Friday, January 5, 2018

Welcome To Wins And Losses

Hello everyone!

     My name is Phil Strunk.  I am the writer here at "Wins And Losses," host a podcast also titled Wins And Losses, and try to stay up to date on Twitter @MrPStrunk.

    I am a US History II teacher in Northern Virginia.  My passion for history comes from years of enjoying the subject.  I remember in seventh grade, in Mr. Ford's science class, he asked us all what we wanted to be when we grew up.  I said that I wanted to be a world famous historian (something he later admitted to my parents that he had never heard of).  One of the moments that convinced me I wanted to teach was in my AP European History Class.  Mr. Miller to this day has been one of the most transformative figures of my life.  I remember a particular lesson on the modernization of Russia under Peter the Great.  I imagine in most cases this sort of lesson would put the average high schooler to sleep, but I was captivated by the stories he told.  I was absorbed in and dare I say. . . engaged in the classroom content.  It provided affirmation that I wanted to teach history.

    When I went to college at Messiah College in Mechanicsburg, PA, I majored in history with a social studies teaching certification.  My professors continually stoked my passion for the past.  Professor Fea, my department chair, constantly challenged me and helped me grow profoundly as a historian.  He would regularly sit down with me (it was a small school, the main reason I went there was so that my professors would know me not just my name on a paper) and would challenge my thinking, similar to Mr. Miller in high school, Dr. Fea captivated me for the duration of his class and I always left his class incredibly curious about what was going to unfold next.  He is also the only history professor that I took multiple classes with that did not give me straight A's *gasp*.  I still talk to him regularly, he has had a profound impact on my life.  Professor Huffman was my medieval professor.  He started all courses with a contract.  In that contract we were able to choose what grades we wanted, and each grade had a series of tasks and we had the option to choose which ones we wanted to complete, and we also had to score a specific grade on the tests (which he also allowed students to redo).  I appreciated that in his class I did not stress about grades.  I knew that as long as I met the terms of my contract I would get the grade I desired.  This led to me taking risks in that class and trying things I would have not before.  He was also the professor that I asked to work with me independently so that I could receive three additional credits to obtain a concentration in Classical and Medieval European History.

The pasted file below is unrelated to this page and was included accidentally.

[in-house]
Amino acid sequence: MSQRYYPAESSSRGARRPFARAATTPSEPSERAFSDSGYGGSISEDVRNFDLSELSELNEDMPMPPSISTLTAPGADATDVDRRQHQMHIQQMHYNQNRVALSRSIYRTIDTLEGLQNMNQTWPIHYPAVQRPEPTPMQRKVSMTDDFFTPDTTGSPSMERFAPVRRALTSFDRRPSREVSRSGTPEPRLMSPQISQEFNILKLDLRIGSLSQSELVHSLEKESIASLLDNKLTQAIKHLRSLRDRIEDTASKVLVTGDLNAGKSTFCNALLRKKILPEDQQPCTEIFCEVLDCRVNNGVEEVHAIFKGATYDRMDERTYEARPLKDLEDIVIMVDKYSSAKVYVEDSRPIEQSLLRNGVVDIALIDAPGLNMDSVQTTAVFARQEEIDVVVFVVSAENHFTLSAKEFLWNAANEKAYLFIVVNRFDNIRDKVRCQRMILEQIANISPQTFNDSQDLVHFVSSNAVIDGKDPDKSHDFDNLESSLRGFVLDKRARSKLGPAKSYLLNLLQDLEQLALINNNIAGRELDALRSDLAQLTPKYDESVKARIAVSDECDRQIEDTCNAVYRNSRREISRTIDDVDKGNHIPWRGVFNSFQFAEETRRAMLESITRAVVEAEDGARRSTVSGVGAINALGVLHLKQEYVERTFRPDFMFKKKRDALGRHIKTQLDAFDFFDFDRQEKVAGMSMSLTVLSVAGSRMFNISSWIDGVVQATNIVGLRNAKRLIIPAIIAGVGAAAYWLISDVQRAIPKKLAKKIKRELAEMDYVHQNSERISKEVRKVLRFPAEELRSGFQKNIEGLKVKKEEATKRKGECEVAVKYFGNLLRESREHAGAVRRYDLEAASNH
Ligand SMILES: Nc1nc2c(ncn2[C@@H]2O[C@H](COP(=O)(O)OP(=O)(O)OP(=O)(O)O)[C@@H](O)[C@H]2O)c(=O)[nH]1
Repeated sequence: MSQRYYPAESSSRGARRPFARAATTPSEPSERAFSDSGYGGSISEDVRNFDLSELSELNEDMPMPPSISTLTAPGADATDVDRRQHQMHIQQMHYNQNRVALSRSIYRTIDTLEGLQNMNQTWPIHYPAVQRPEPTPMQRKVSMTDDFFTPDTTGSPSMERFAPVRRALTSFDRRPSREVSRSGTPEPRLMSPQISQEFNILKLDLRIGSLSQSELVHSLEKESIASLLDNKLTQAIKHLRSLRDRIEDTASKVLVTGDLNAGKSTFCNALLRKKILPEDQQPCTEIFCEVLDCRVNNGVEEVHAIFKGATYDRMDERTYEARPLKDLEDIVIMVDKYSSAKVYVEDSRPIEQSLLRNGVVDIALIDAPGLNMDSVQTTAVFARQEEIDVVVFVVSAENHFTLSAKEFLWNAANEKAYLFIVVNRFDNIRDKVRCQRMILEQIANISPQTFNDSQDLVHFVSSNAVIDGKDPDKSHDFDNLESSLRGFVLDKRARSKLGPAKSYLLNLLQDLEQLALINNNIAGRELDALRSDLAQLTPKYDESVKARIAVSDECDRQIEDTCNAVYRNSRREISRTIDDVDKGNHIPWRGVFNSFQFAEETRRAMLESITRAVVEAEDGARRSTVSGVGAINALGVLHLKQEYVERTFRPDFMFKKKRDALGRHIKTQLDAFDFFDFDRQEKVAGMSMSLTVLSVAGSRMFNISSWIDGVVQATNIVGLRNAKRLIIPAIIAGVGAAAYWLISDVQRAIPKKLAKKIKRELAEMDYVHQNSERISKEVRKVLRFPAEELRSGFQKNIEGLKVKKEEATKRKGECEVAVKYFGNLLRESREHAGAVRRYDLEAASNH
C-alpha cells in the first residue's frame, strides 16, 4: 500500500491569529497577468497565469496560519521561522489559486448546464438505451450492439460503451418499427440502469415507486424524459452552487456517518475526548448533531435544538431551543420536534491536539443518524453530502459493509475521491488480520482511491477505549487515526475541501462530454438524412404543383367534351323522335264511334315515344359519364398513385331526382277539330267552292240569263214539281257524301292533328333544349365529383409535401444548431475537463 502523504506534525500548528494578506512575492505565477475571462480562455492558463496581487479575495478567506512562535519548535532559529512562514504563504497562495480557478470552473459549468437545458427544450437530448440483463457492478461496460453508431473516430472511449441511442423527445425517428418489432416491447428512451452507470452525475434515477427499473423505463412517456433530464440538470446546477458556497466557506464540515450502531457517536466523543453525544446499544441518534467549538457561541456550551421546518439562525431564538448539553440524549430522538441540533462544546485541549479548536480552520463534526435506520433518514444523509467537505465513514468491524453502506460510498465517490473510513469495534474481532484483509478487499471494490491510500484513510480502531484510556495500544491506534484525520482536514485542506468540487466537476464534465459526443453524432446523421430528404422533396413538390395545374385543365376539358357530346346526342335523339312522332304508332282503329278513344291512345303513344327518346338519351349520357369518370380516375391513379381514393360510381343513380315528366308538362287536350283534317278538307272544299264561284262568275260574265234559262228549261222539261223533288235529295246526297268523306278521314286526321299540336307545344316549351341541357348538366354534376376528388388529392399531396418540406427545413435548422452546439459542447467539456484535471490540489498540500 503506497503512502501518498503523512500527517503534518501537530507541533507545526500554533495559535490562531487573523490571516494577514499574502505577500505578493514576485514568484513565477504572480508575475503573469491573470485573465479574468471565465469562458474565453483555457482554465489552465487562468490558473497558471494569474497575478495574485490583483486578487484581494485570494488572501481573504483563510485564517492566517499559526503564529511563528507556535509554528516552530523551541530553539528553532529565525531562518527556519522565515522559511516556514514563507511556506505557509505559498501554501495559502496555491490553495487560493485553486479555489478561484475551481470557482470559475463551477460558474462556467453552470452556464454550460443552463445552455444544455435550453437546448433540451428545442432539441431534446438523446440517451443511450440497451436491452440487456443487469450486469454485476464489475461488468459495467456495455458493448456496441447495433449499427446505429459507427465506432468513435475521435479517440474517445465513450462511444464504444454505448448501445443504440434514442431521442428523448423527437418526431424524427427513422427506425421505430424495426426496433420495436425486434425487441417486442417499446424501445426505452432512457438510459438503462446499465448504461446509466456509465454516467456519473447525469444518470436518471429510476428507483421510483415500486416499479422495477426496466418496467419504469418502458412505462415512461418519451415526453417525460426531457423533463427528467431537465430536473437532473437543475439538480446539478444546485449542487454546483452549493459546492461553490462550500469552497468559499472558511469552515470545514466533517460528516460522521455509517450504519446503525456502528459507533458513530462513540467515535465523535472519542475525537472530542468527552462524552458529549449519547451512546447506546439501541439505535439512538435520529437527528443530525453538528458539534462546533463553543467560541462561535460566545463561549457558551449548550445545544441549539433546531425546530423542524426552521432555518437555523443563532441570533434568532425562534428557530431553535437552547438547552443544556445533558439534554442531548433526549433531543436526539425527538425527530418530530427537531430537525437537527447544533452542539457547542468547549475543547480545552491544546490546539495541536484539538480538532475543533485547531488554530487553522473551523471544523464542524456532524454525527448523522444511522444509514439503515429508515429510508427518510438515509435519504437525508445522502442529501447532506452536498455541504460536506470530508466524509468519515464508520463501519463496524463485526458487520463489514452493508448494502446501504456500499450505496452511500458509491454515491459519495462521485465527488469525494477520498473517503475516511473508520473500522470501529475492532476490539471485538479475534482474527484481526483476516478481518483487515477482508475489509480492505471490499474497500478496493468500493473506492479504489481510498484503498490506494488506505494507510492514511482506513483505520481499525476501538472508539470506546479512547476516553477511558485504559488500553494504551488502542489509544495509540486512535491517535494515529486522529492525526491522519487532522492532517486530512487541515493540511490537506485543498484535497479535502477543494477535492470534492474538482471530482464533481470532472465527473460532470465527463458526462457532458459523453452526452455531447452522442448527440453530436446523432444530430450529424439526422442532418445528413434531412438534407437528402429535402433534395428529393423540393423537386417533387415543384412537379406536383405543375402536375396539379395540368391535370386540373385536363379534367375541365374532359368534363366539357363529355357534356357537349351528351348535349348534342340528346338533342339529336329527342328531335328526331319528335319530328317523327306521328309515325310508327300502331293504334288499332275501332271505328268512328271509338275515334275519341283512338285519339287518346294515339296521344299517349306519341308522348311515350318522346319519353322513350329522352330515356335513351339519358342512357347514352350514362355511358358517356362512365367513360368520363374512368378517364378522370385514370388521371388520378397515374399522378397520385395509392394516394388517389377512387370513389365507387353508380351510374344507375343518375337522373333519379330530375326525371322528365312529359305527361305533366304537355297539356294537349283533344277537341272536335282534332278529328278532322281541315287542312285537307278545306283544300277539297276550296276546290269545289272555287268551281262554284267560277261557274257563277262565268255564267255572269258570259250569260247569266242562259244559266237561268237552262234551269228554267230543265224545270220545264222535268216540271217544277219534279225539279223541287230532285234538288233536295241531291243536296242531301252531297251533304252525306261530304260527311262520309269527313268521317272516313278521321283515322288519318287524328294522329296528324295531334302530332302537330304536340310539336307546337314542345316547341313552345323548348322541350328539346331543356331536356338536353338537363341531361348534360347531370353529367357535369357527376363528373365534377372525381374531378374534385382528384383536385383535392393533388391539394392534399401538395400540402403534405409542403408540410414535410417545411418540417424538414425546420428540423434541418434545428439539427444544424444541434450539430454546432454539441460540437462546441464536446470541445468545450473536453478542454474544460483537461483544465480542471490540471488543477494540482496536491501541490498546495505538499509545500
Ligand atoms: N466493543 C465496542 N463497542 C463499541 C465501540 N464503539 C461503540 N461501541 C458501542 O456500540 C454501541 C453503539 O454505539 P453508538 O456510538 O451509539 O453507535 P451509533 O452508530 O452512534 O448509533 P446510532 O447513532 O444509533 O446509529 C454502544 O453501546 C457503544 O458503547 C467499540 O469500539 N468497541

You'll notice that I put a lot of emphasis on teachers that I have had growing up.  My wife and I are both teachers because we have been inspired by teachers during our lifetime.  The transformative power of educators in the lives of students transcends time.  I have had great school teachers (Sunday School at church, Elementary School, Middle School, High School, College, etc.), but even with these great teachers not every day was a victory.  There were certainly times that I would leave a class frustrated or leave a class just feeling like I didn't "get it."  But I nevertheless believe that despite the wins and losses (oh he said it! he used the title!) that educators go through this job is one of the best jobs on the face of the earth.  My hope is to use this blog as a place for continued reflection and dialogue.  I was challenged and encouraged by my principal to start a podcast and that has opened previously unknown pathways in education, so I am excited to see what blogging will hold.  Thank you for reading, I am excited for what this blog has in store!

Phil

3 comments:

  1. Phil, great to see you have started a blog!

    ReplyDelete
  2. You are doing great things Phil. I'm looking forward to seeing your continued growth as an educator!

    ReplyDelete